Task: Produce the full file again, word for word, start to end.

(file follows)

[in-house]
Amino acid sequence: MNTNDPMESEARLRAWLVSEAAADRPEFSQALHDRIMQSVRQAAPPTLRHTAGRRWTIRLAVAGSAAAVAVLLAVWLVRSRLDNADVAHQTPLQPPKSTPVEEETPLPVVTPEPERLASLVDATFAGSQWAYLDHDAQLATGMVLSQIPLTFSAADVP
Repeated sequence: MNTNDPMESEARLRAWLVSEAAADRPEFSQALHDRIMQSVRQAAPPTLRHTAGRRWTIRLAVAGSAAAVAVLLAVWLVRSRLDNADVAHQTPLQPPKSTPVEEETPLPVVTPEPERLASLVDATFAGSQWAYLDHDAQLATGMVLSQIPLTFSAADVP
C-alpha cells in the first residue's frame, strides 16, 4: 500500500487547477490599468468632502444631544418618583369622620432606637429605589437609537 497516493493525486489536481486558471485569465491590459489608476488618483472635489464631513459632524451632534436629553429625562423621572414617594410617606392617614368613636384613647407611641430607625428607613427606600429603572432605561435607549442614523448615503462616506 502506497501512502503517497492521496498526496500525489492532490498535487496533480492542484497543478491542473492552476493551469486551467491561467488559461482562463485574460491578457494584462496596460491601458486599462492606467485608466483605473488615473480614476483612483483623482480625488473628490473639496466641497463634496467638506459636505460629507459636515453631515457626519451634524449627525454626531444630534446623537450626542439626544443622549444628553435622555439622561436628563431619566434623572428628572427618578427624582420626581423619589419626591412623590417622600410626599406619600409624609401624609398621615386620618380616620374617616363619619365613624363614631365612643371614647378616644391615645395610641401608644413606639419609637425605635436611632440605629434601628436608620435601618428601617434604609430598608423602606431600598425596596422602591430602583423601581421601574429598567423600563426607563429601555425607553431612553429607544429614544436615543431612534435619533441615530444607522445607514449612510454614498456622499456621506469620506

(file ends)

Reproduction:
[in-house]
Amino acid sequence: MNTNDPMESEARLRAWLVSEAAADRPEFSQALHDRIMQSVRQAAPPTLRHTAGRRWTIRLAVAGSAAAVAVLLAVWLVRSRLDNADVAHQTPLQPPKSTPVEEETPLPVVTPEPERLASLVDATFAGSQWAYLDHDAQLATGMVLSQIPLTFSAADVP
Repeated sequence: MNTNDPMESEARLRAWLVSEAAADRPEFSQALHDRIMQSVRQAAPPTLRHTAGRRWTIRLAVAGSAAAVAVLLAVWLVRSRLDNADVAHQTPLQPPKSTPVEEETPLPVVTPEPERLASLVDATFAGSQWAYLDHDAQLATGMVLSQIPLTFSAADVP
C-alpha cells in the first residue's frame, strides 16, 4: 500500500487547477490599468468632502444631544418618583369622620432606637429605589437609537 497516493493525486489536481486558471485569465491590459489608476488618483472635489464631513459632524451632534436629553429625562423621572414617594410617606392617614368613636384613647407611641430607625428607613427606600429603572432605561435607549442614523448615503462616506 502506497501512502503517497492521496498526496500525489492532490498535487496533480492542484497543478491542473492552476493551469486551467491561467488559461482562463485574460491578457494584462496596460491601458486599462492606467485608466483605473488615473480614476483612483483623482480625488473628490473639496466641497463634496467638506459636505460629507459636515453631515457626519451634524449627525454626531444630534446623537450626542439626544443622549444628553435622555439622561436628563431619566434623572428628572427618578427624582420626581423619589419626591412623590417622600410626599406619600409624609401624609398621615386620618380616620374617616363619619365613624363614631365612643371614647378616644391615645395610641401608644413606639419609637425605635436611632440605629434601628436608620435601618428601617434604609430598608423602606431600598425596596422602591430602583423601581421601574429598567423600563426607563429601555425607553431612553429607544429614544436615543431612534435619533441615530444607522445607514449612510454614498456622499456621506469620506